The Sage of Monticello Volume Six of “Jefferson and His Time”
Thomas Jefferson as a person scarcely seems to exist. He seems to be mainly a symbol, a touchstone, of what we as a people are, someone invented, manipulated, turned into something revealing about ourselves. Surely no figure in our history embodies so much of our democratic heritage and so many of our democratic hopes. Jefferson has virtually become America itself. “If Jefferson was wrong,” wrote James Parton, our first professional biographer, “America is wrong. If America is right, Jefferson was right.”
Given this identification of Jefferson with America, it is not surprising that Jefferson during the past couple of decades has been given a rough going-over by historians. In the 1960s and 1970s many people, including some historians, concluded that something was wrong with America. And if something was wrong with America, then something had to be wrong with Jefferson.
Consequently in these years Jefferson was subjected to a series of sometimes quite bitter attacks by historians and biographers. All of the criticism involved in one way or another an unmasking of the inconsistencies and hypocrisies that apparently lay hidden in the heart of Jefferson and thus our democratic heritage. Or was it the other way round?
In Jefferson and Civil Liberties (1963) Leonard Levy ripped off Jefferson’s mantle of libertarianism to expose his “darker side”: a passion for partisan persecution, a lack of concern for basic civil liberties, and a self-righteousness that became at times out-and-out ruthlessness. Far from being the skeptical enlightened intellectual, allowing all ideas their free play, Jefferson was portrayed by Levy and other historians as something of an ideologue, a doctrinaire thinker eager to fill the young with his political orthodoxy while censoring all those books he did not like. He did not have an open or questioning mind after all. He uncritically accepted a conventional Whig liberalism, which, to the consternation of his more thoughtful and inquisitive friend James Madison, repeatedly framed his intellectual response to events. He seemed to be, as some might say today, nothing but “a knee-jerk liberal.”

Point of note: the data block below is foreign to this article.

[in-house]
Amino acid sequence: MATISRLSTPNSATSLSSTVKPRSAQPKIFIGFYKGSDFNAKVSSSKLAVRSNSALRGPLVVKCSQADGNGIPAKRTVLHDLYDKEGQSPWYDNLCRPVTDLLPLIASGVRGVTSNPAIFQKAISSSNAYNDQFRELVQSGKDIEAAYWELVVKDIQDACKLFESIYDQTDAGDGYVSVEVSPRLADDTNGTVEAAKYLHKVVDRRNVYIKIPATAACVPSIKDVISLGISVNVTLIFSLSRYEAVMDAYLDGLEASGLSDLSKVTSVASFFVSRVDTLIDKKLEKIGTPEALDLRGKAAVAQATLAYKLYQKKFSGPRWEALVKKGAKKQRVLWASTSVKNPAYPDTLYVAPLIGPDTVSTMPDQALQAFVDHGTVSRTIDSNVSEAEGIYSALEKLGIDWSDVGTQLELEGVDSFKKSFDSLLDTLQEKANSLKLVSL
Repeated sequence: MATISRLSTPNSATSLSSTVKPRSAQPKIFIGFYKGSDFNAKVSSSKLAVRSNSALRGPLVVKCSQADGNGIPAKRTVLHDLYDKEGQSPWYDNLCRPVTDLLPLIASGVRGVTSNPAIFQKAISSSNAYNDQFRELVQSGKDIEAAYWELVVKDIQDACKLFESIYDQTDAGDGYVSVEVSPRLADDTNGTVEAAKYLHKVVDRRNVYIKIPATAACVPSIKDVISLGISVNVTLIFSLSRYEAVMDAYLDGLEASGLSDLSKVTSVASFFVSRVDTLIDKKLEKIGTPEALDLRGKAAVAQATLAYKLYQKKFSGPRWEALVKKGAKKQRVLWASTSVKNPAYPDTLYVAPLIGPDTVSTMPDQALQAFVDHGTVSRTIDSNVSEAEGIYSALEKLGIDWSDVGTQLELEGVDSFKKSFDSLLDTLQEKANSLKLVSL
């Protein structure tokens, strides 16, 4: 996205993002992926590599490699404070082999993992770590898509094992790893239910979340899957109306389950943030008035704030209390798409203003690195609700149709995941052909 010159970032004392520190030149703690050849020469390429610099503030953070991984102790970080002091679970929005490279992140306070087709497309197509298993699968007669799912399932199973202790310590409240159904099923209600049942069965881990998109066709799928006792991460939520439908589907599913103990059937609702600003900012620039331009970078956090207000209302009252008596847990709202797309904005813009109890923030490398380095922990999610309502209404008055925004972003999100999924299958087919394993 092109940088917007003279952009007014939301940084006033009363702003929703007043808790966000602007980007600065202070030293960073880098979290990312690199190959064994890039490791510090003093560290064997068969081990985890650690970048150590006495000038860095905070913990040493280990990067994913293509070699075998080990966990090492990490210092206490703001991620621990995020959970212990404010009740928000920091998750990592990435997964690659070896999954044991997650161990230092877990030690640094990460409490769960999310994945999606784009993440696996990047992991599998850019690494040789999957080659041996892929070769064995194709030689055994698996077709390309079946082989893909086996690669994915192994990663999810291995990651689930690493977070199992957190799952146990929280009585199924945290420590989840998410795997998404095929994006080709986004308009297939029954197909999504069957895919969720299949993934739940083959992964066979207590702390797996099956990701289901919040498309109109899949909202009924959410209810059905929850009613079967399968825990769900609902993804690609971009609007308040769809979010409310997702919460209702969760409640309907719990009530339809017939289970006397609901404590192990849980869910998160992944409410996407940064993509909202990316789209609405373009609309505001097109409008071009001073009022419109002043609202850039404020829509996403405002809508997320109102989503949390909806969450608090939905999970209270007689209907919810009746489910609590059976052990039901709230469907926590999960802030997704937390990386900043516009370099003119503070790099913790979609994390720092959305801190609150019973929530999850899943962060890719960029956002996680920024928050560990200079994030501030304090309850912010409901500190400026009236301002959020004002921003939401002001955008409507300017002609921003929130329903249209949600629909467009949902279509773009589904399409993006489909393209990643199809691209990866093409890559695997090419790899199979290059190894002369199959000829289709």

But exposing the weakness and hypocrisy of Jefferson’s liberalism was only part of the critique. Just as America has wrestled with the problems of race-relations during the past few decades, so inevitably historians have explored Jefferson’s attitudes toward slavery and blacks. Some, such as Winthrop Jordan and David Brion Davis, have done this sensitively but nonetheless critically. Others, such as William Cohen, have been more brutal. All have found the contrast between Jefferson’s great declarations of liberty and equality and his lifelong ownership of slaves glaringly embarrassing. Jefferson hated slavery, it is true, but he never freed his slaves. Moreover, as historians in the 1960s pointed out, he bought, sold, bred, and flogged his slaves, and hunted for fugitives in much the same way his fellow Virginia planters did.
Jefferson could never really imagine freed blacks living in a white man’s America, and throughout his life he insisted that the emancipation he desired had to be accompanied by …
This article is available to online subscribers only.
Please choose from one of the options below to access this article:
Purchase a print premium subscription (20 issues per year) and also receive online access to all all content on nybooks.com.
Purchase an Online Edition subscription and receive full access to all articles published by the Review since 1963.
Purchase a trial Online Edition subscription and receive unlimited access for one week to all the content on nybooks.com.